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Senate Passes Copyright Office Bill

Issued: November 01 2012
The Philippine Senate has approved a bill to strengthen the country’s copyright law by creating a dedicated copyright office.

It is hoped that the bill, which must also be passed by the House of Representatives and signed by the president, will help the Philippines fight its reputation as having high piracy rates of copyrighted material.

Senate Bill 2842 would create a dedicated copyright office, called the Bureau of Copyright, which would complement the existing IP Office of the Philippines. The Senate said in a press release that the office would “handle policy formulation, rule-making, adjudication, research and education.” The bill passed on its third and final reading.

The bill would also to expand the definition of what would be considered infringing activities in the Philippines. “Provisions on copyright infringement will include contributory infringement, circumvention of technological measures and rights management information as aggravating circumstances, and the option to collect statutory damages instead of actual damages,” the release also said.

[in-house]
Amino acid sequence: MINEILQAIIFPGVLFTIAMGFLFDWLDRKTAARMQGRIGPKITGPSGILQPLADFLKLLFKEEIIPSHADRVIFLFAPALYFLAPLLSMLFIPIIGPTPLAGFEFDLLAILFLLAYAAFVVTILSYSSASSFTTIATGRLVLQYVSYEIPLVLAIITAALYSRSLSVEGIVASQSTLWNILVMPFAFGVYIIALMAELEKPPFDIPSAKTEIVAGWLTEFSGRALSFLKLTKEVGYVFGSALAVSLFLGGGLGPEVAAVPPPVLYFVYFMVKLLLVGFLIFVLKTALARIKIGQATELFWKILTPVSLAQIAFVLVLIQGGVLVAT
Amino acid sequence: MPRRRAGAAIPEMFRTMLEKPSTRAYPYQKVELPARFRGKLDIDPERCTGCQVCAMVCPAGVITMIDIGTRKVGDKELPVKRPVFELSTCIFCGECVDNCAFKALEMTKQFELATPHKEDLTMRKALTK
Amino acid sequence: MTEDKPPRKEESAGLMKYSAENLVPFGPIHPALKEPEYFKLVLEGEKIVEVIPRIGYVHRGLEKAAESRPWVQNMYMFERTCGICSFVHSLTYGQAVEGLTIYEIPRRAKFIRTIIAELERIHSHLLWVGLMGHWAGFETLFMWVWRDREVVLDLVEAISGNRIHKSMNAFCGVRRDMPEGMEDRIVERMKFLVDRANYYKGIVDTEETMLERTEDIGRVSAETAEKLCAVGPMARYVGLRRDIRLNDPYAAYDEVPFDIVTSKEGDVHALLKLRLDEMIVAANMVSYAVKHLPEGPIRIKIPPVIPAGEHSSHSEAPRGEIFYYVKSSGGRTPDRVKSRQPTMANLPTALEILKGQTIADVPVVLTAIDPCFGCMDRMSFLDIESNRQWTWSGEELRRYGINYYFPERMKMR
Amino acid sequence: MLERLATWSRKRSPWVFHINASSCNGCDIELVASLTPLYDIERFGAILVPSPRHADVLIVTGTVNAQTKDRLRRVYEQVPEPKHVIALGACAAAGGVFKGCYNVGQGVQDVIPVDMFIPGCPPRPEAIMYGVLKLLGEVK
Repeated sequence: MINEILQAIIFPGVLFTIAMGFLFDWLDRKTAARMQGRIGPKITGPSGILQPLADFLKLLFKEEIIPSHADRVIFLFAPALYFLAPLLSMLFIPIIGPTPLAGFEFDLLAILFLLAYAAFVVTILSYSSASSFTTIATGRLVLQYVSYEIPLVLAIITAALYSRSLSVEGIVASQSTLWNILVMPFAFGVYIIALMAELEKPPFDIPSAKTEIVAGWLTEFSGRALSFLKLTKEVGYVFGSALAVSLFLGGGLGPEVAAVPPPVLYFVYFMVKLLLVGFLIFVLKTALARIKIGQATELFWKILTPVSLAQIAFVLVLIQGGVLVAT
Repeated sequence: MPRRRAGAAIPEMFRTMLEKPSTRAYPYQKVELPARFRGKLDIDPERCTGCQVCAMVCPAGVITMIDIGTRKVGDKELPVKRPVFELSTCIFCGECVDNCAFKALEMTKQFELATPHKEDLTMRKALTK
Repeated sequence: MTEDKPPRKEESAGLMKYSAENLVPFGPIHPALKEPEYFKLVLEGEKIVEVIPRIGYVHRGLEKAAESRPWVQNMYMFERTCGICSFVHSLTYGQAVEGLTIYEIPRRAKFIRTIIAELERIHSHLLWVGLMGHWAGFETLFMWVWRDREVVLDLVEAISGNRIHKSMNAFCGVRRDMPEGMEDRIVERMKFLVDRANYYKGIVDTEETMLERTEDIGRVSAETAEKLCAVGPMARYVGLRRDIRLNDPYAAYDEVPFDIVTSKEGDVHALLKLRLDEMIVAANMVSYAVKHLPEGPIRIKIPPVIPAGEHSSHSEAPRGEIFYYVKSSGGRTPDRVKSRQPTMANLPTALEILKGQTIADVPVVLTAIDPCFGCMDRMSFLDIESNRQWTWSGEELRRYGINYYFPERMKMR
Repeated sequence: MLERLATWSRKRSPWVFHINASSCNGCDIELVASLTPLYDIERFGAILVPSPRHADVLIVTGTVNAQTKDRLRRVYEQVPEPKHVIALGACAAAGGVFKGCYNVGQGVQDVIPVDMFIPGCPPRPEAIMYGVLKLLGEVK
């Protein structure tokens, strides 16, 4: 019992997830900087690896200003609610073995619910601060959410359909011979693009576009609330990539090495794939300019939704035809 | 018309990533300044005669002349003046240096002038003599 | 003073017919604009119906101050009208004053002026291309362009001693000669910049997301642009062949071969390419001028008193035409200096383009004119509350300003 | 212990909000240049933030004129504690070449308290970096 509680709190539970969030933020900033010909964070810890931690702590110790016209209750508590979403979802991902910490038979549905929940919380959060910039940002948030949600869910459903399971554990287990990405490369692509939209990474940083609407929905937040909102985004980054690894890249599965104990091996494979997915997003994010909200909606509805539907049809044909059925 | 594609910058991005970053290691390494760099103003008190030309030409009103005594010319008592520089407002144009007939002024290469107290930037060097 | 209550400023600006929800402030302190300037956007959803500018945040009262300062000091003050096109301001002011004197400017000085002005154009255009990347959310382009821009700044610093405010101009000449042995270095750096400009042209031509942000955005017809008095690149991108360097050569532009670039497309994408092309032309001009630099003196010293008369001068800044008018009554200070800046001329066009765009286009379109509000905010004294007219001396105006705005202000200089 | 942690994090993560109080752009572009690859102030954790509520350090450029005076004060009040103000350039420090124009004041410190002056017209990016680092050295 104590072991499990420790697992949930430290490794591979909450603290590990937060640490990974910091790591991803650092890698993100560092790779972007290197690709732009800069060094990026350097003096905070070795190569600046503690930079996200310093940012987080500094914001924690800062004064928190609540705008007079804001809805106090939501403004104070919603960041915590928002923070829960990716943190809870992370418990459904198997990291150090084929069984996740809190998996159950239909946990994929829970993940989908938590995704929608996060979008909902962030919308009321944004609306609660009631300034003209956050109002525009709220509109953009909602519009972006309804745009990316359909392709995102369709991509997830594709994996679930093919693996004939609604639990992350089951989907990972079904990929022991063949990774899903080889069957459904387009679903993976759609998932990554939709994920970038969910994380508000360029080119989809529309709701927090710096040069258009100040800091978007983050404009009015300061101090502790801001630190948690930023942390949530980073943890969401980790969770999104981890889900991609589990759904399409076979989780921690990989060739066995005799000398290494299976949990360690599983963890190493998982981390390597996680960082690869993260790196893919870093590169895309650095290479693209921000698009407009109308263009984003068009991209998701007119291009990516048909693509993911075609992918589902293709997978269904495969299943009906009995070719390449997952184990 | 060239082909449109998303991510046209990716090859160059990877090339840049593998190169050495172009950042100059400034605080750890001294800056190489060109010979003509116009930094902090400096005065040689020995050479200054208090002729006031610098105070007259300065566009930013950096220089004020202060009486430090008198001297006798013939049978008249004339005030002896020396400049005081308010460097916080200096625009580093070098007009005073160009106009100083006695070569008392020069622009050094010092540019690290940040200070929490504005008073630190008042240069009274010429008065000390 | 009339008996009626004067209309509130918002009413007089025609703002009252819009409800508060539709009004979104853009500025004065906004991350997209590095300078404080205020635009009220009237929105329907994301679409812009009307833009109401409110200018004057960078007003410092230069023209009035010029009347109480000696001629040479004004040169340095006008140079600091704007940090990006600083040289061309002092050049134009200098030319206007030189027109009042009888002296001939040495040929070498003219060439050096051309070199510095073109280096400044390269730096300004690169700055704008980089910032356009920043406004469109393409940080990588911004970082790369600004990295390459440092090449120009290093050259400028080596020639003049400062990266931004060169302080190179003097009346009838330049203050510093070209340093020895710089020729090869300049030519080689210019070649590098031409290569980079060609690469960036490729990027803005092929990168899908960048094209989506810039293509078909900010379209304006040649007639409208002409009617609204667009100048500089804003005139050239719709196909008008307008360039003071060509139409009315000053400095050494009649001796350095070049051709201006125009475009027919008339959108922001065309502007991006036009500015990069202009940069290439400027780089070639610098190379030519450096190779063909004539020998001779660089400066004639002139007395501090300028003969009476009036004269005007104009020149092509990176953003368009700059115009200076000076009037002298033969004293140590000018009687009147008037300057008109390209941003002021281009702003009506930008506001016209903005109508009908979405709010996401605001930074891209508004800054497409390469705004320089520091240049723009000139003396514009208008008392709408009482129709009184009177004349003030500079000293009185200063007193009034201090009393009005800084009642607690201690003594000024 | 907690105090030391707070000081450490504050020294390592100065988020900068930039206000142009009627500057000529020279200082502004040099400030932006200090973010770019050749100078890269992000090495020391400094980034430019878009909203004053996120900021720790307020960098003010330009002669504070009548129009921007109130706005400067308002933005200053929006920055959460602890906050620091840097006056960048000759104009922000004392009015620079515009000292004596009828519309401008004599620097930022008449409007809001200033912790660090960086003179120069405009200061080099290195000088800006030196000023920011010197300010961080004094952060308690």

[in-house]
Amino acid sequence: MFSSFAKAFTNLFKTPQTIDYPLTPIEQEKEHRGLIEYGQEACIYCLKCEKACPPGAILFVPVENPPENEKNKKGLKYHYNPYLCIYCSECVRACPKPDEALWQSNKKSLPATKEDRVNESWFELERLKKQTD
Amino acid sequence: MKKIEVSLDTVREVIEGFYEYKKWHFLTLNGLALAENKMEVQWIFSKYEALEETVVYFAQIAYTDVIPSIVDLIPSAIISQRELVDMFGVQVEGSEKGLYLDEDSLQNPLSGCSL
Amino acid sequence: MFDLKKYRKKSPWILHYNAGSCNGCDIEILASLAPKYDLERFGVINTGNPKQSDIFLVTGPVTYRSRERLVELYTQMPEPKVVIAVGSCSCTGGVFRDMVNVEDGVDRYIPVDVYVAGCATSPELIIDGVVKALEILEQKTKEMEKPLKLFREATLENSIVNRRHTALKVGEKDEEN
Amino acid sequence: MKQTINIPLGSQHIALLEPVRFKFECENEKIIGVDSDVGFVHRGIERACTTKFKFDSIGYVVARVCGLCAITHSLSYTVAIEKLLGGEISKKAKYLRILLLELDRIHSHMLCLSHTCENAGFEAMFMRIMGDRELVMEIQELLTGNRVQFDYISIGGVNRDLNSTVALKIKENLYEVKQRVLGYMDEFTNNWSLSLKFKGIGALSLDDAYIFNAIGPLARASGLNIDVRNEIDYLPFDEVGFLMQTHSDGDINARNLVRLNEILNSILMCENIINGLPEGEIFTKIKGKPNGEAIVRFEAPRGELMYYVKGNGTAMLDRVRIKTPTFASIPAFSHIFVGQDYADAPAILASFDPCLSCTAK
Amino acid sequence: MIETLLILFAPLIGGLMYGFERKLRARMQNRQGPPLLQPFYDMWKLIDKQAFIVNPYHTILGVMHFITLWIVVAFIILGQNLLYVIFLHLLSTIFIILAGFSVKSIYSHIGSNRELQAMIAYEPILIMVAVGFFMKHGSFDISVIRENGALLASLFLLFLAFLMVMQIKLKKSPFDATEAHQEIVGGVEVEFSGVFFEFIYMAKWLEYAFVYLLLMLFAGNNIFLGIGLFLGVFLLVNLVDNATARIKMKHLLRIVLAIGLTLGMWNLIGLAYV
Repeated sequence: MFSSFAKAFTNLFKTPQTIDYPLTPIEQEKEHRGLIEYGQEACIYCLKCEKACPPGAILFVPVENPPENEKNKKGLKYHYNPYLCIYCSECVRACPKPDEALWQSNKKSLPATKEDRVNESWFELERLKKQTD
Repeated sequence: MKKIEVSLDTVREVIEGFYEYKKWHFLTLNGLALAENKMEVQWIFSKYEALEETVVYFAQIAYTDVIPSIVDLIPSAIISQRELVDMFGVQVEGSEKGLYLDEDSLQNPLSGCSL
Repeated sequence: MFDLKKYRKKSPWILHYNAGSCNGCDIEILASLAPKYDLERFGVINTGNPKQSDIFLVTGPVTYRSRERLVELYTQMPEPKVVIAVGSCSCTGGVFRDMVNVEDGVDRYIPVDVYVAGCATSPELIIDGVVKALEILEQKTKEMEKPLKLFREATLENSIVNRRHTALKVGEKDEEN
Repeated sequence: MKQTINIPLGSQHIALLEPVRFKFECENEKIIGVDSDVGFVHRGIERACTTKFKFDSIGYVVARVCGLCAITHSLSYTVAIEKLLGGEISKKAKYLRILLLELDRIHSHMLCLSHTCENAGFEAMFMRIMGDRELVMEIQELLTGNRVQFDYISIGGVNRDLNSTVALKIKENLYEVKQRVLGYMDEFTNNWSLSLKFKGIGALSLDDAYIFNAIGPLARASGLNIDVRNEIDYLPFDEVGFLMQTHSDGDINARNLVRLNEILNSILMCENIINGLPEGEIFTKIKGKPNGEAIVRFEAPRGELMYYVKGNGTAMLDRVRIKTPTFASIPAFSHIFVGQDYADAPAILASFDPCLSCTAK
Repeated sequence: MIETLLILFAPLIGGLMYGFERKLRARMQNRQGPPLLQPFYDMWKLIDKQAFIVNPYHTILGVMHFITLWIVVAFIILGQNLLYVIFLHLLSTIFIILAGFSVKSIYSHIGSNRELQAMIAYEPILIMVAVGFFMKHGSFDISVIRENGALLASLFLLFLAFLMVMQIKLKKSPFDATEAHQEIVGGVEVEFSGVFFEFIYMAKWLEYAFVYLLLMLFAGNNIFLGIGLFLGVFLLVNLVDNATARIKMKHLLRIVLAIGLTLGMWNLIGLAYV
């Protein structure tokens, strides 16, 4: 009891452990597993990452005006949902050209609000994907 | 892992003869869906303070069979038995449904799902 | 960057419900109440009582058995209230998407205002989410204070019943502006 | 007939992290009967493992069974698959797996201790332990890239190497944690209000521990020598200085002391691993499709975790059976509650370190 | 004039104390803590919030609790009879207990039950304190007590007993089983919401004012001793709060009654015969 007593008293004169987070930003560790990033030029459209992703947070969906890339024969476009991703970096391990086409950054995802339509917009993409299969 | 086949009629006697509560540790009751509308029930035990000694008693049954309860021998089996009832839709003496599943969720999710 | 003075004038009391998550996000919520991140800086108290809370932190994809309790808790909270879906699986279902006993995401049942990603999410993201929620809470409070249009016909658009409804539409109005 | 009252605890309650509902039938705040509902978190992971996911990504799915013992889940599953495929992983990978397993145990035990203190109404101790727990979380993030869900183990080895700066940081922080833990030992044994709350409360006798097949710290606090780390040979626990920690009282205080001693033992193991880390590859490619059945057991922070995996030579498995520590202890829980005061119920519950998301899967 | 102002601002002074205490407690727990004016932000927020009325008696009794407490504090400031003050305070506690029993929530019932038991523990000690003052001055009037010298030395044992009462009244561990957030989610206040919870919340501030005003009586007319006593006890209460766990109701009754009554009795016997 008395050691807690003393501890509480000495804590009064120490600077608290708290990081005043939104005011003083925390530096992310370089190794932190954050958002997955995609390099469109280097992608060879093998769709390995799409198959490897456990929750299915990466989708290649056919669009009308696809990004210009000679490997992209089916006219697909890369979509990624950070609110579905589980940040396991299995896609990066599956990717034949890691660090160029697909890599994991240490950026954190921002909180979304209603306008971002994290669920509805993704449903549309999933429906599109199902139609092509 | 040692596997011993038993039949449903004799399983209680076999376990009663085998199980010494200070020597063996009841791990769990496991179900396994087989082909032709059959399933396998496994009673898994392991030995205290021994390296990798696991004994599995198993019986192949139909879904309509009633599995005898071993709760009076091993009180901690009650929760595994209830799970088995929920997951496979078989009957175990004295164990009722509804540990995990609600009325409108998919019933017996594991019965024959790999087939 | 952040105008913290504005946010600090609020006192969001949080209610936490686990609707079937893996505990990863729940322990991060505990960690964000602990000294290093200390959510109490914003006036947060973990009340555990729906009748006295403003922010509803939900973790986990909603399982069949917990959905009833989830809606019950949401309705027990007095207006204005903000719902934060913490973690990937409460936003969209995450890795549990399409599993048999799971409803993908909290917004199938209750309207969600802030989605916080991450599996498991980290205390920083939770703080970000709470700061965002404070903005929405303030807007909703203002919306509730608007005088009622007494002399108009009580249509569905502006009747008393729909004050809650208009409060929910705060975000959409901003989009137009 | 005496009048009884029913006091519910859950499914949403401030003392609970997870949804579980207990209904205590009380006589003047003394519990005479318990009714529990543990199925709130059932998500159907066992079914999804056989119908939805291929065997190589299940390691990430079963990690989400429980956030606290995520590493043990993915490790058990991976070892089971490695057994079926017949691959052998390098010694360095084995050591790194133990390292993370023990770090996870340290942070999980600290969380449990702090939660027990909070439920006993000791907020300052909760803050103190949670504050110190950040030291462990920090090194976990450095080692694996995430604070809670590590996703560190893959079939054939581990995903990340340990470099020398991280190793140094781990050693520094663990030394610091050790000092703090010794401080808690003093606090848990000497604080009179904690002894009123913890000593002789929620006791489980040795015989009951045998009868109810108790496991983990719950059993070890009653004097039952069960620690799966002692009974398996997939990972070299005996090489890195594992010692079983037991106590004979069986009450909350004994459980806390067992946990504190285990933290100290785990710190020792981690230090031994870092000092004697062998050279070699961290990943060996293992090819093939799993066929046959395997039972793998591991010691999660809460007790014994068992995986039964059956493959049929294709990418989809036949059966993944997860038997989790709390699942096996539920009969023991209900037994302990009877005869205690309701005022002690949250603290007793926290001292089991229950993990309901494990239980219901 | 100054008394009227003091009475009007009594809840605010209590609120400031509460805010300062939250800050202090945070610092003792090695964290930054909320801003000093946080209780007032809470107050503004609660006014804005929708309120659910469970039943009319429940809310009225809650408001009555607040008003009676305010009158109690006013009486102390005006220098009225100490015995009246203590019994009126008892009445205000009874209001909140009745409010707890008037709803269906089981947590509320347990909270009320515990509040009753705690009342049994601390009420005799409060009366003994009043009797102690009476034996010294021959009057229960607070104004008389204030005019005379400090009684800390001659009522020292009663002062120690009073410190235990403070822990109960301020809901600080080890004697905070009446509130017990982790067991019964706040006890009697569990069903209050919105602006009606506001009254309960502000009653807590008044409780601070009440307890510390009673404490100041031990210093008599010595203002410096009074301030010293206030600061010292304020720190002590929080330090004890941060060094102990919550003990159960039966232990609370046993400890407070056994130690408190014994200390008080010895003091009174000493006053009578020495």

Senator Manny Villar, principal sponsor of Senate Bill 2842, said the Philippines will be better equipped to fight piracy, avert intellectual theft and protect copyrighted works once the President signs the proposed
measure into law. “We owe it to our artists, composers, writers, designers, programmers, scientists, animators and Filipino professionals to protect their body of work against copyright infringement,” Villar said.

Villar said that copyright piracy in the country was so bad that the International Intellectual Property Alliance (IIPA), a private group composed of trade associations in copyright based industries in the United States, had recommended the Philippines and 12 other countries to be placed in the Priority Watch List of the Office of the US Trade Representative (USTR) 2011 Special 301 Report on Intellectual Property Rights (IPR).

“To be included in the USTR’s Priority Watch List means that countries do not provide an adequate level of IPR protection, enforcement or market access for persons relying on intellectual property protection,” Villar explained.

He said the passage of the Anti-Camcording Act of 2009 had prompted the removal of the Philippines from the USTR’s out-of-cycle review last year. However, he added, the Philippines have remained in the lower level Watch List since 2005.

“We have to act now to respond to the onslaught of criminal activity happening under our noses at the expense of our brilliant and creative human resources. Copyright piracy remains a significant barrier to legitimate trade in copyright materials in the Philippines, causing losses to all the industries,” Villar said.



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